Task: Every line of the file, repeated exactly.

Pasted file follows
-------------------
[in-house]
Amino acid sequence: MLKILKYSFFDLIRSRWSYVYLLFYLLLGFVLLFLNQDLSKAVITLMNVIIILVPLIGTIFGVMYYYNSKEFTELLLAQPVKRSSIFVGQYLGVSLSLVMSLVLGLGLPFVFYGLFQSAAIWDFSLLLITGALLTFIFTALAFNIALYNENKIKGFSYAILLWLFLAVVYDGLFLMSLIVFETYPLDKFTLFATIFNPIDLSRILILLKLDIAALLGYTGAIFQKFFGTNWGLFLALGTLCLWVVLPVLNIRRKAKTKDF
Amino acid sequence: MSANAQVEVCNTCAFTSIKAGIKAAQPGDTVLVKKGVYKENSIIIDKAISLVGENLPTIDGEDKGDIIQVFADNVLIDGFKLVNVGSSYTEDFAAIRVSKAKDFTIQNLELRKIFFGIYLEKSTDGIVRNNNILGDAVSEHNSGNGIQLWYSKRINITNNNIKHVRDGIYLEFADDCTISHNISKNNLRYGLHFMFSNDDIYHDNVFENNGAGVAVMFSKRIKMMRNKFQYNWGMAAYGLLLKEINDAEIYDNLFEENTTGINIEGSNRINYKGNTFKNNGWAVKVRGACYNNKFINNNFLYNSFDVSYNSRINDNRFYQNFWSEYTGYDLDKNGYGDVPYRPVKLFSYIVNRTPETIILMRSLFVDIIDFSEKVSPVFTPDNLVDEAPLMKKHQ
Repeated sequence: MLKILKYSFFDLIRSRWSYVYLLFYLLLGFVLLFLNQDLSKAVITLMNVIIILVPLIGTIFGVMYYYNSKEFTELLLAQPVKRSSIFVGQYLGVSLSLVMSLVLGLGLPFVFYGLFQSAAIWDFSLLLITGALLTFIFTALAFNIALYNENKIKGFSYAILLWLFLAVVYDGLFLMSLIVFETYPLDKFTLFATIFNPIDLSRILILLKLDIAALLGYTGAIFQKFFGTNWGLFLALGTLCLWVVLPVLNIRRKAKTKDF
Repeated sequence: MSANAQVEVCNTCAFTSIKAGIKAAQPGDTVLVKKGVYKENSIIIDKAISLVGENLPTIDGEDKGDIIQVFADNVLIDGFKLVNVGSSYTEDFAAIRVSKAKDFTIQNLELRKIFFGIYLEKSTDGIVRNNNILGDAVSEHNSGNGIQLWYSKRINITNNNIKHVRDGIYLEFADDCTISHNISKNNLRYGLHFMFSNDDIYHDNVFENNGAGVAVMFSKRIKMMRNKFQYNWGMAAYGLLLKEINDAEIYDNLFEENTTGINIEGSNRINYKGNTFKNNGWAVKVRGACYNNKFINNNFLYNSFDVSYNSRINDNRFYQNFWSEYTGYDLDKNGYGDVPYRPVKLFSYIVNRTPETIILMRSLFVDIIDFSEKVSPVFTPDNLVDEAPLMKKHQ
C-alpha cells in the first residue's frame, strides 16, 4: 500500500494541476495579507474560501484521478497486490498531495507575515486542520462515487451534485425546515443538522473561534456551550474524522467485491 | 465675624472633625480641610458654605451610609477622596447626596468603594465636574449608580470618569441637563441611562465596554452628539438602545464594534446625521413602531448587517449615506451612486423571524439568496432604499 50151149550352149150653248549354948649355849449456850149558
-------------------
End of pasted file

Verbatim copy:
[in-house]
Amino acid sequence: MLKILKYSFFDLIRSRWSYVYLLFYLLLGFVLLFLNQDLSKAVITLMNVIIILVPLIGTIFGVMYYYNSKEFTELLLAQPVKRSSIFVGQYLGVSLSLVMSLVLGLGLPFVFYGLFQSAAIWDFSLLLITGALLTFIFTALAFNIALYNENKIKGFSYAILLWLFLAVVYDGLFLMSLIVFETYPLDKFTLFATIFNPIDLSRILILLKLDIAALLGYTGAIFQKFFGTNWGLFLALGTLCLWVVLPVLNIRRKAKTKDF
Amino acid sequence: MSANAQVEVCNTCAFTSIKAGIKAAQPGDTVLVKKGVYKENSIIIDKAISLVGENLPTIDGEDKGDIIQVFADNVLIDGFKLVNVGSSYTEDFAAIRVSKAKDFTIQNLELRKIFFGIYLEKSTDGIVRNNNILGDAVSEHNSGNGIQLWYSKRINITNNNIKHVRDGIYLEFADDCTISHNISKNNLRYGLHFMFSNDDIYHDNVFENNGAGVAVMFSKRIKMMRNKFQYNWGMAAYGLLLKEINDAEIYDNLFEENTTGINIEGSNRINYKGNTFKNNGWAVKVRGACYNNKFINNNFLYNSFDVSYNSRINDNRFYQNFWSEYTGYDLDKNGYGDVPYRPVKLFSYIVNRTPETIILMRSLFVDIIDFSEKVSPVFTPDNLVDEAPLMKKHQ
Repeated sequence: MLKILKYSFFDLIRSRWSYVYLLFYLLLGFVLLFLNQDLSKAVITLMNVIIILVPLIGTIFGVMYYYNSKEFTELLLAQPVKRSSIFVGQYLGVSLSLVMSLVLGLGLPFVFYGLFQSAAIWDFSLLLITGALLTFIFTALAFNIALYNENKIKGFSYAILLWLFLAVVYDGLFLMSLIVFETYPLDKFTLFATIFNPIDLSRILILLKLDIAALLGYTGAIFQKFFGTNWGLFLALGTLCLWVVLPVLNIRRKAKTKDF
Repeated sequence: MSANAQVEVCNTCAFTSIKAGIKAAQPGDTVLVKKGVYKENSIIIDKAISLVGENLPTIDGEDKGDIIQVFADNVLIDGFKLVNVGSSYTEDFAAIRVSKAKDFTIQNLELRKIFFGIYLEKSTDGIVRNNNILGDAVSEHNSGNGIQLWYSKRINITNNNIKHVRDGIYLEFADDCTISHNISKNNLRYGLHFMFSNDDIYHDNVFENNGAGVAVMFSKRIKMMRNKFQYNWGMAAYGLLLKEINDAEIYDNLFEENTTGINIEGSNRINYKGNTFKNNGWAVKVRGACYNNKFINNNFLYNSFDVSYNSRINDNRFYQNFWSEYTGYDLDKNGYGDVPYRPVKLFSYIVNRTPETIILMRSLFVDIIDFSEKVSPVFTPDNLVDEAPLMKKHQ
C-alpha cells in the first residue's frame, strides 16, 4: 500500500494541476495579507474560501484521478497486490498531495507575515486542520462515487451534485425546515443538522473561534456551550474524522467485491 | 465675624472633625480641610458654605451610609477622596447626596468603594465636574449608580470618569441637563441611562465596554452628539438602545464594534446625521413602531448587517449615506451612486423571524439568496432604499 50151149550352149150653248549354948649355849449456850149558